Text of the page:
A territory is a term for types of administrative division, usually an area that is under the jurisdiction of a state. In most countries' terminology, such as the United States and Nigeria, it refers to an organized division of an area that is under control of a country but not formally developed into, or incorporated into, a political unit of that country of equal status to other political units such as states or provinces. In international politics, the term is used particularly in reference to a non-sovereign geographic area which has come under the authority of another government; which has not been granted the powers of self-government normally devolved to secondary territorial divisions; or both.
Unorganized territory, a region of land without a "normally" constituted system of government. This does not mean that the territory has no government at all or that it is unclaimed territory. In practice, such territories are always sparsely populated.
Territoriality is a term associated with nonverbal communication that refers to how people use space to communicate ownership or occupancy of areas and possessions. The anthropological concept branches from the observations of animal ownership behaviors. Personal space can be regarded as a bubble with a person at the center, forming an area which the person does not wish to be invaded.
An example of demonstrating territoriality might be the car size. Driving a large truck like the Ford F350 might be communicating that a value of owning a lot of space on the highway. However, driving a small car like the Smart, then might be communicating no need to occupy so much space. Another example is students as they sit in class. Some students like to spread their backpack and books out in a way to let other students know that they do not want others to sit next to them. These students seem to value having a lot of space to themselves. On the other hand, some students keep their books and bags close to them, making others aware that they have no problem in sharing space with other students.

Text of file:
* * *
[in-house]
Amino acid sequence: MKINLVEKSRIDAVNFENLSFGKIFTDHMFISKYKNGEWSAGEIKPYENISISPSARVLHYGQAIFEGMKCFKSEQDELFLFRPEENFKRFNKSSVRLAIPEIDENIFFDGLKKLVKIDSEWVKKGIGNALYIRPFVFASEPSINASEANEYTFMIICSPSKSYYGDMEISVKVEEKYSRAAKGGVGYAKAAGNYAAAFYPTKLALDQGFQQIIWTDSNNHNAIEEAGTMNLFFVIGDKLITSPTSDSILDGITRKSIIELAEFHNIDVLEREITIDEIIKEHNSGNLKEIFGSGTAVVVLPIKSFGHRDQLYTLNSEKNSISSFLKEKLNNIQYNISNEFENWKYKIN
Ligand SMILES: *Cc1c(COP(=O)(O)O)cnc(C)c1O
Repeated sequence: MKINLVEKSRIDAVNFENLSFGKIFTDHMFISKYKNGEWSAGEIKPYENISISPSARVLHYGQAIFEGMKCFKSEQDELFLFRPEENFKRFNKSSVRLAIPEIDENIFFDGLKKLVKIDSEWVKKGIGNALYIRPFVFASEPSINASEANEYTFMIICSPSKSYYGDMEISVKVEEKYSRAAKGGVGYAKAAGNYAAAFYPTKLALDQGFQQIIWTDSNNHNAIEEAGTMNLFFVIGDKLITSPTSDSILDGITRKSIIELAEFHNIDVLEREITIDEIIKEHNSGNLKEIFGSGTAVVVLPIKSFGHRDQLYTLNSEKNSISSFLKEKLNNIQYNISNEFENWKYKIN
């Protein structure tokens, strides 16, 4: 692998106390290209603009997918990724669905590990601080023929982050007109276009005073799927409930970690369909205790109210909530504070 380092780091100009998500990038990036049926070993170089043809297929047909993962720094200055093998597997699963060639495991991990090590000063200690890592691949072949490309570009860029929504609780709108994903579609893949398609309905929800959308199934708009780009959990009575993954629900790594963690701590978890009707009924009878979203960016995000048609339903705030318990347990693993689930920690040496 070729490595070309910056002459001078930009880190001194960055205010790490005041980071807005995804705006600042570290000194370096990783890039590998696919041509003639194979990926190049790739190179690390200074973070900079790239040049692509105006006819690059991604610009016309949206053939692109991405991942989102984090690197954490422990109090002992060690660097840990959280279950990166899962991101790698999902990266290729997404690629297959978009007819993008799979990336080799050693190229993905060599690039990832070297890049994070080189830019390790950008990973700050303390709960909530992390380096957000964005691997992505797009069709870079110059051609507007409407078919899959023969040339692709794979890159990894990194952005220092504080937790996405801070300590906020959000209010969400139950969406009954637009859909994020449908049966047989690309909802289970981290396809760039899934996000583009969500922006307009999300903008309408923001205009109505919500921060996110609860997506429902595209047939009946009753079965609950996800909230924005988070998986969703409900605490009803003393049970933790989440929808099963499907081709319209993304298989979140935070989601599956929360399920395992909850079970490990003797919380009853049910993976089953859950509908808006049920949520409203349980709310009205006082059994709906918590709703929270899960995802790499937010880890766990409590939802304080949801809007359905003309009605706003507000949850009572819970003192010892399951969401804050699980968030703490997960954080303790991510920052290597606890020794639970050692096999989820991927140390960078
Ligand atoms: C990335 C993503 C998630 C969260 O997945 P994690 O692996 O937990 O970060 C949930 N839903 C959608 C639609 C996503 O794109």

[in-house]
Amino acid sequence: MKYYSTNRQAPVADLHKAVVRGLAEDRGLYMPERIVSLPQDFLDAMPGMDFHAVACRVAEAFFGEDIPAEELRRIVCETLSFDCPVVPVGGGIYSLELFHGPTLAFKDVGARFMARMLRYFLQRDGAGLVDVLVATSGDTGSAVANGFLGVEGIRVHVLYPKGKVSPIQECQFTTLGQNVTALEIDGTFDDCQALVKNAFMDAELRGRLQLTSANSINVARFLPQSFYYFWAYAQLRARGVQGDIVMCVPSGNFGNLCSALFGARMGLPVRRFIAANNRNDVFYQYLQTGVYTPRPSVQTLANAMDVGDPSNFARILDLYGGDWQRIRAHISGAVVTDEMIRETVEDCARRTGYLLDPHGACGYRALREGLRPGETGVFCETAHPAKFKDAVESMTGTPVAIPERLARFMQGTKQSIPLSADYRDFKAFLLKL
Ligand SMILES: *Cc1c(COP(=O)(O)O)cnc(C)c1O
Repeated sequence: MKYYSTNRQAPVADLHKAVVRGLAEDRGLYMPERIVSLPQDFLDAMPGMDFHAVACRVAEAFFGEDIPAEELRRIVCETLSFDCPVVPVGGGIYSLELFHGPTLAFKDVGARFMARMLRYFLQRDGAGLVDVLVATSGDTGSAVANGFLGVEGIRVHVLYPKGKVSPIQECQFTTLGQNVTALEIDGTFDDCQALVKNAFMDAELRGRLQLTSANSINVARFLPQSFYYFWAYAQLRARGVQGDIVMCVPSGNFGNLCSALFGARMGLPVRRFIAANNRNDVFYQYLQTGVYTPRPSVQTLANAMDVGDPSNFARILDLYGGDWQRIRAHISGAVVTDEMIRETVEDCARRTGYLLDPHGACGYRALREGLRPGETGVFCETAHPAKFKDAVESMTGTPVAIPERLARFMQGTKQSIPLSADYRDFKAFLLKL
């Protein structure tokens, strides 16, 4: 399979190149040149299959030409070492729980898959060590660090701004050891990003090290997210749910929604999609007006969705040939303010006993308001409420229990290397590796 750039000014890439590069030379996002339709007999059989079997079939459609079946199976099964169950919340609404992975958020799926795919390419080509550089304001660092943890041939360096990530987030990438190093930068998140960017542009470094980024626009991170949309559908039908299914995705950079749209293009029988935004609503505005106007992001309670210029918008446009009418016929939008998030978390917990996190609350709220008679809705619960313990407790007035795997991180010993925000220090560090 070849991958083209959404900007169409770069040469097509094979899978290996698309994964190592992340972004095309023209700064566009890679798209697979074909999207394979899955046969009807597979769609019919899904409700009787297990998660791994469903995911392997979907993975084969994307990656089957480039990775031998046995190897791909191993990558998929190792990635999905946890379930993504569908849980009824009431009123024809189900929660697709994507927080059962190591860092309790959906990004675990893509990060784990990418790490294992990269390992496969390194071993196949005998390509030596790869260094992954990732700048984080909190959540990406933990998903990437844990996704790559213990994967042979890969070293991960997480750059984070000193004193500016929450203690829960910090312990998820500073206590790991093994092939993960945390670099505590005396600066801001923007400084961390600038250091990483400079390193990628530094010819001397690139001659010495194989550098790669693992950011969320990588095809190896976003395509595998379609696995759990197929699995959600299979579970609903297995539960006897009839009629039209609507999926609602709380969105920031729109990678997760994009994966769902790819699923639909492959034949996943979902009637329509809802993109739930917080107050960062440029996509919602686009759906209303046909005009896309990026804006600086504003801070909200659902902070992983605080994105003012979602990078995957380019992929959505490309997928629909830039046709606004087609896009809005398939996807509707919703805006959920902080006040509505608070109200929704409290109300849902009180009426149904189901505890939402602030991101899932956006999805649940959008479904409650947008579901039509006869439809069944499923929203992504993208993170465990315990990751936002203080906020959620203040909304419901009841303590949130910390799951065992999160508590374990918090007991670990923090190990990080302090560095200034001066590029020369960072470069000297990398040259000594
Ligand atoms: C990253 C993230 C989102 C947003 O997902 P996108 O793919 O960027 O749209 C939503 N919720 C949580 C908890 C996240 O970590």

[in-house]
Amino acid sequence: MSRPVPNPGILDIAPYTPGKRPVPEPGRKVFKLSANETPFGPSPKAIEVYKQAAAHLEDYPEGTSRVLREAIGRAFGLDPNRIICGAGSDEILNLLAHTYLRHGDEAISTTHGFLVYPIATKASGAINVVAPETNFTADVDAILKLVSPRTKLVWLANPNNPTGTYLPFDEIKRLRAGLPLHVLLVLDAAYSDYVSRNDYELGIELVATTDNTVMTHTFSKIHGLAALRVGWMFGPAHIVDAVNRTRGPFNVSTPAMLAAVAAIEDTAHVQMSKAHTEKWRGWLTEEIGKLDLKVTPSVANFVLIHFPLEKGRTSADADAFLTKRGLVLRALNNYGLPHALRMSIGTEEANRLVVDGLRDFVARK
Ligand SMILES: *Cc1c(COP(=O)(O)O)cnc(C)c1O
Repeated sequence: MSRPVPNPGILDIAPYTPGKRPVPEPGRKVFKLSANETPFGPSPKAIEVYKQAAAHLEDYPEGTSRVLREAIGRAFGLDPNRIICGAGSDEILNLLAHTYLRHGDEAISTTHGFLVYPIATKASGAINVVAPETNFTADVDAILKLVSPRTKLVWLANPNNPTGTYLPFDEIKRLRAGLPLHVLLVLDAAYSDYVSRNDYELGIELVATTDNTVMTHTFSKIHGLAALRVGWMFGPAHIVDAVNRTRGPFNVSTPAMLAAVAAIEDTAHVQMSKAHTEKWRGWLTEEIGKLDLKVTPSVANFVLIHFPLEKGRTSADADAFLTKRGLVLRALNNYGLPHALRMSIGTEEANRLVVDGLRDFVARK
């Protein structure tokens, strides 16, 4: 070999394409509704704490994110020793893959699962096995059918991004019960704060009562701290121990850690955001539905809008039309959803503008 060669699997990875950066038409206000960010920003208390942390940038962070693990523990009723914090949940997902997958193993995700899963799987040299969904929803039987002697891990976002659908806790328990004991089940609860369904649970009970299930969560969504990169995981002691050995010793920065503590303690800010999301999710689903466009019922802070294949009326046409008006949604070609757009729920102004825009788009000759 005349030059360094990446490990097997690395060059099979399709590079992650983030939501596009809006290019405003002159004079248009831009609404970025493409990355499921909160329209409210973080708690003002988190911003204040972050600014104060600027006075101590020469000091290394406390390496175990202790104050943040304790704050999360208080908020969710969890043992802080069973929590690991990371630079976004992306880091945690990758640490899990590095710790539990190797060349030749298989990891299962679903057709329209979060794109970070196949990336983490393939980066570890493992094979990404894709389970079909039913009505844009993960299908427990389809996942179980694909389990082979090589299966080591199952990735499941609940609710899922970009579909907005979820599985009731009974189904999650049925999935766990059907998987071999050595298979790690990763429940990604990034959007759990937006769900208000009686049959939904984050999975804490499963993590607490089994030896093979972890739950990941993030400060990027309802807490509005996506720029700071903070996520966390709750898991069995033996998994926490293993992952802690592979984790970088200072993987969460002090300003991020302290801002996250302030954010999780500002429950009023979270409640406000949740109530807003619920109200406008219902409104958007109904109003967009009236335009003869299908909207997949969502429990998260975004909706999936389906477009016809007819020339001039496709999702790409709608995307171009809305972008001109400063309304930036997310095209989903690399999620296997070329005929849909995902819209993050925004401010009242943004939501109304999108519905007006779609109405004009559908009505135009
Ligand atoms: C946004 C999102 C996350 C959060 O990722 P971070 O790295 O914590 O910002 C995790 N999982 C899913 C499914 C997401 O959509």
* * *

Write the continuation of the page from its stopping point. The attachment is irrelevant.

Agkistrodon piscivorus is a venomous snake, a species of pit viper, found in the southeastern United States. Adults are large and capable of delivering a painful and potentially fatal bite. When antagonized, they will stand their ground by coiling their bodies and displaying their fangs. Although their aggression has been exaggerated, individuals may bite when feeling threatened or being handled. This is the world's only semiaquatic viper, usually found in or near water, particularly in slow-moving and shallow lakes, streams, and marshes. The snake is a strong swimmer and will even enter the sea. It has successfully colonized islands off both the Atlantic and Gulf coasts.
The generic name is derived from the Greek words ancistro (hooked) and odon (tooth), and the specific name comes from the Latinpiscis (fish) and voro (to eat); thus, the scientific name translates into “hooked-tooth fish-eater”. Common names include variants on water moccasin, swamp moccasin, black moccasin, cottonmouth, gapper, or simply viper. Many of the common names refer to the threat display, where this species will often stand its ground and gape at an intruder, exposing the white lining of its mouth. Three subspecies are currently recognized, including the nominate subspecies described here. Its diet consists mainly of fish and frogs but is otherwise highly varied and, uniquely, has even been reported to include carrion.
The Congolese Civil Wars, which began in 1996, brought about the end of Mobutu Sese Seko's 31-year reign and devastated the country. The wars ultimately involved nine African nations, multiple groups of UN peacekeepers and twenty armed groups, and resulted in the deaths of 5.4 million people.